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Bathroom clutter or undersink electrical outlets

Quikflipper's picture

This post comes after a brief scuffle with the wife over cluttered counter space around our bathroom sink.  All the pictures you see of remodeled bathrooms show no signs of hair dryers, hair curlers, toothbrush charger stations, electric razors charging, etc all over the counters.  Instead, it's quite the opposite.  Which made me wonder; do other families also live with cluttered bathroom counter tops?   I can only imagine that other families like ourselves quickly get tired of plugging and unplugging these daily use items time and again and like us eventually choose to live with the clutter. 

We installed an outlet under our sink after purchasing a Redytemp hot water circulator for our upstairs master bath years ago ending our waiting forever for hot water each morning and again before showering.   If you find yourself waiting long for hot water we recommend getting one, if not for the water savings then for the efficiency it brings to your daily routine.   We were skeptics especially after reading problems others were having with these devices, but wound up getting a Redytemp for a number of reasons, long story short we've experience none of the problems others mentioned from using systems costing half what we paid.   If homes were built with electrical outlets under the sink area people could easily keep clutter to a minimum by leaving hair dryers, toothbrush chargers, etc stored within drawers or hanging on cabinet doors under the sinks without having to plug and unplug these devices day after day.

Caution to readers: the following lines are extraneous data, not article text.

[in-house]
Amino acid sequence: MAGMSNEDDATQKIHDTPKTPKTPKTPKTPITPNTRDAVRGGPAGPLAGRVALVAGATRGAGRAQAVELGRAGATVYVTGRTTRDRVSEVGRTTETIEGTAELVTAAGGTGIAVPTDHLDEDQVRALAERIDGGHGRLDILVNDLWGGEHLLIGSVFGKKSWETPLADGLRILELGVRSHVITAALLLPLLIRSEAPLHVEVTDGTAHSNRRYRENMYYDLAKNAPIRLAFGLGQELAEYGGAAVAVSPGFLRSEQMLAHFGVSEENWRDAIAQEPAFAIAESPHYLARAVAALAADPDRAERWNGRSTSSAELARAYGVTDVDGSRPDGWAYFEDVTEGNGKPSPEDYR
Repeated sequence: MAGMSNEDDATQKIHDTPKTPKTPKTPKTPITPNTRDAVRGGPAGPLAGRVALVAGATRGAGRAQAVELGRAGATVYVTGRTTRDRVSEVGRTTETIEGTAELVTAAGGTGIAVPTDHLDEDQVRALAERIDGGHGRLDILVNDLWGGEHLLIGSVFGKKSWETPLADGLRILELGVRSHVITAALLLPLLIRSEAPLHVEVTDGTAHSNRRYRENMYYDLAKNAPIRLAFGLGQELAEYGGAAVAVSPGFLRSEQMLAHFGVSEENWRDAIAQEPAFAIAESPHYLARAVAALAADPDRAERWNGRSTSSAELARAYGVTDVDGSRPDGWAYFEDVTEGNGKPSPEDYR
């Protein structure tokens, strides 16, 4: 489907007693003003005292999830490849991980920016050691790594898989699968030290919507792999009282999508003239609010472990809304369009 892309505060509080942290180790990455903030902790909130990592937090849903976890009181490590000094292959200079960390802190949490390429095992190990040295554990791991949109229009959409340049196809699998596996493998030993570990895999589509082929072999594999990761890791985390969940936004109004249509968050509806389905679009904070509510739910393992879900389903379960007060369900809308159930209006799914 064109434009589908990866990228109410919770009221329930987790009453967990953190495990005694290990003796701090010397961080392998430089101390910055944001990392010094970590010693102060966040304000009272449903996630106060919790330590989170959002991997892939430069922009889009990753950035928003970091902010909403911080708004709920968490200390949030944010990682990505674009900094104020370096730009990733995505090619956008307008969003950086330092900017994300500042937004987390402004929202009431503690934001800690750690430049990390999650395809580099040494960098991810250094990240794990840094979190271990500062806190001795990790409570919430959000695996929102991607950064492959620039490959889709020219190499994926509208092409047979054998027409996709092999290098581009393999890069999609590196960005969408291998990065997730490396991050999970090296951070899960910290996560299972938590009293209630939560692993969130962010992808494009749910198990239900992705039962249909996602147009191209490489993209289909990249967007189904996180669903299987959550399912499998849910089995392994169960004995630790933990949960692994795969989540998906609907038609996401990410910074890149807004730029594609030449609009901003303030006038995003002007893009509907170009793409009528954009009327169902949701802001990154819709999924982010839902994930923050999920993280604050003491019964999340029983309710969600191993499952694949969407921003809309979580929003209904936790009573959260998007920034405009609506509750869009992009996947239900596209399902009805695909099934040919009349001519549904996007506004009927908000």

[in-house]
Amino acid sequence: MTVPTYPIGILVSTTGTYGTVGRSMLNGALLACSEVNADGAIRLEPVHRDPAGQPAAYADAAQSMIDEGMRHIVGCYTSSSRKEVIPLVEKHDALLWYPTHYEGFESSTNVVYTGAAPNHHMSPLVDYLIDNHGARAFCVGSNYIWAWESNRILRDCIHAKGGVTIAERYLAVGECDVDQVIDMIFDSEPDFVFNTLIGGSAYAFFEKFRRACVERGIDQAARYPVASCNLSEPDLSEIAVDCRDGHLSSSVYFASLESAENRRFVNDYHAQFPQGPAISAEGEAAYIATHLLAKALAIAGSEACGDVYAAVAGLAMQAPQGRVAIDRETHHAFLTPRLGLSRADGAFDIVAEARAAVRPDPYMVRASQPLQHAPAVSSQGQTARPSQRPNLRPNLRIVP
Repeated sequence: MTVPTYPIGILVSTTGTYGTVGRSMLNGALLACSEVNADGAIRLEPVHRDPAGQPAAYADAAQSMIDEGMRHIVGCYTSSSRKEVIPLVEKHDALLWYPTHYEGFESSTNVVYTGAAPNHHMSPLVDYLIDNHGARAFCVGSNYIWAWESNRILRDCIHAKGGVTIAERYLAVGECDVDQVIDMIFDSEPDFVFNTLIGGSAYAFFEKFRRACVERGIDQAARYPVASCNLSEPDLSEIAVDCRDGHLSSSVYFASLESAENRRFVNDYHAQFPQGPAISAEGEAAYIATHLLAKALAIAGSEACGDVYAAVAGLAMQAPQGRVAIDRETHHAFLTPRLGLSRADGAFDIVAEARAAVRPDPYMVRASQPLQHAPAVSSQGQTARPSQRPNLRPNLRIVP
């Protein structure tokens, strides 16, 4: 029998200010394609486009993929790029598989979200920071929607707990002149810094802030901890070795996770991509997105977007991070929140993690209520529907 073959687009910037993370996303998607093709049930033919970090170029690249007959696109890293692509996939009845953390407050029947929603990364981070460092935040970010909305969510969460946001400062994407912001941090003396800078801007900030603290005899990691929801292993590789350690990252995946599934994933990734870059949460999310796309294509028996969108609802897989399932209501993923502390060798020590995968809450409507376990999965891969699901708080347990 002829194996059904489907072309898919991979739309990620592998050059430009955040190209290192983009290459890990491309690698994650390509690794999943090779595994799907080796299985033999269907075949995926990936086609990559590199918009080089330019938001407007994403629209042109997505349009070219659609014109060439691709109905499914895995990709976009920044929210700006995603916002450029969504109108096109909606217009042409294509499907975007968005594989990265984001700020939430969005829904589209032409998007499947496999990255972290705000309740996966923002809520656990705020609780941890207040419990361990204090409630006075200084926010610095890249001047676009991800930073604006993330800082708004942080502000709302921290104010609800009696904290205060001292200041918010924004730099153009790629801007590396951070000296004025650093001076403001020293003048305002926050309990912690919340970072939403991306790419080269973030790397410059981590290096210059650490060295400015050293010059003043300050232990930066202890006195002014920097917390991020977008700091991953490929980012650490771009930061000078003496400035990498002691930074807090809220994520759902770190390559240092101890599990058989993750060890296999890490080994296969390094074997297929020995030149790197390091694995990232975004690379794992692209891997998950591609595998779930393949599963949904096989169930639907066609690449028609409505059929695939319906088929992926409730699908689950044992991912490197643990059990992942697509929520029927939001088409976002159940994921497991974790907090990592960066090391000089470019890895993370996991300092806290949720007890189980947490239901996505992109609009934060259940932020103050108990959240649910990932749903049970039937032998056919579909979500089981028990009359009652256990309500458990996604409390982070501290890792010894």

My question is this, does anyone see any negative affects of running a high watt hair dryer connected to the same outlet as our Redytemp atc3000 hot water circulator?  Could we cause any damage to the pump if we used the hair dryer while it was pumping?  It's currently connected to a GFI and I want to hang a surge supressor power strip on the inside wall under the sink.  Allowing us to keep the items mentioned above within drawers and not take up space on the counters.  We currently have the hot water circulate 2 hours in the morning and 2 hours in the evening.  If need be we could run the Redytemp in it's on-demand mode.

If it's just a circulator (post #203431, reply #1 of 2)

If it's just a circulator pump (and not a heater) it's drawing maybe 100-200 watts when running.  The hair dryer draws anywhere from 600 to 1800.  Both running together COULD be just barely enough to trip the breaker.

But otherwise, there'd be no problem running the two together.  No need for a surge suppressor -- hair driers are immune to surges and don't cause them.

Of all the preposterous assumptions of humanity over humanity, nothing exceeds most of the criticisms made on the habits of the poor by the well-housed, well-warmed, and well-fed.  --Herman Melville

Probably not a problem (post #203431, reply #2 of 2)

Question:  Is your ready temp one of the automatic ones, or do you manually call it?

Advice:  It probably won't overload the circuit to have bot the ready-temp and hair dryer on at the same time.  If youa re really worried about it, put in one of the aire switches they make for garbage disposals.  They switch back and fort between tow recptacles.  Typically one is used for the disposal, and the other for the dish washer.  So, when the disposal is running the dishwasher isn't. 

Another option would be to find one of the wall mount blow dryers that they mount in hotels and motels.  On the better ones there is an integral cord reel to keep the cord neatly out of the way.